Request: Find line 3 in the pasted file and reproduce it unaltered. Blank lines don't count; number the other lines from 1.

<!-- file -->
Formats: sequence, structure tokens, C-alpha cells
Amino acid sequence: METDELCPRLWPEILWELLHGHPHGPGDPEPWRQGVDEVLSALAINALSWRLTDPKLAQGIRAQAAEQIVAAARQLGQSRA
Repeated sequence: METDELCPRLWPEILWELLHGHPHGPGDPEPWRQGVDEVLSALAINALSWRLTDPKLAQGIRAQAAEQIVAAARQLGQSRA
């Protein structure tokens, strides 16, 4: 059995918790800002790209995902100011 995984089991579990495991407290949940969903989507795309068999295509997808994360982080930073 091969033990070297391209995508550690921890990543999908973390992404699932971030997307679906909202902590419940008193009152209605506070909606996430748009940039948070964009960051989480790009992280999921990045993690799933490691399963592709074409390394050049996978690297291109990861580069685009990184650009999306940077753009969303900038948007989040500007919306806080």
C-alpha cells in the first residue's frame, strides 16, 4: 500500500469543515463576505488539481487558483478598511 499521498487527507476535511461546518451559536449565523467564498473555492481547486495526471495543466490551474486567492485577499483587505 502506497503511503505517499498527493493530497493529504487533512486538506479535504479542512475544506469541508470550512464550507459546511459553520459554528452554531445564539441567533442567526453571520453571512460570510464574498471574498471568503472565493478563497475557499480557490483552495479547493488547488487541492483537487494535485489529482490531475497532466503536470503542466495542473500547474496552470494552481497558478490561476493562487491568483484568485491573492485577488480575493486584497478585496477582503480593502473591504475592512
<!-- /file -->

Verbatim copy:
Repeated sequence: METDELCPRLWPEILWELLHGHPHGPGDPEPWRQGVDEVLSALAINALSWRLTDPKLAQGIRAQAAEQIVAAARQLGQSRA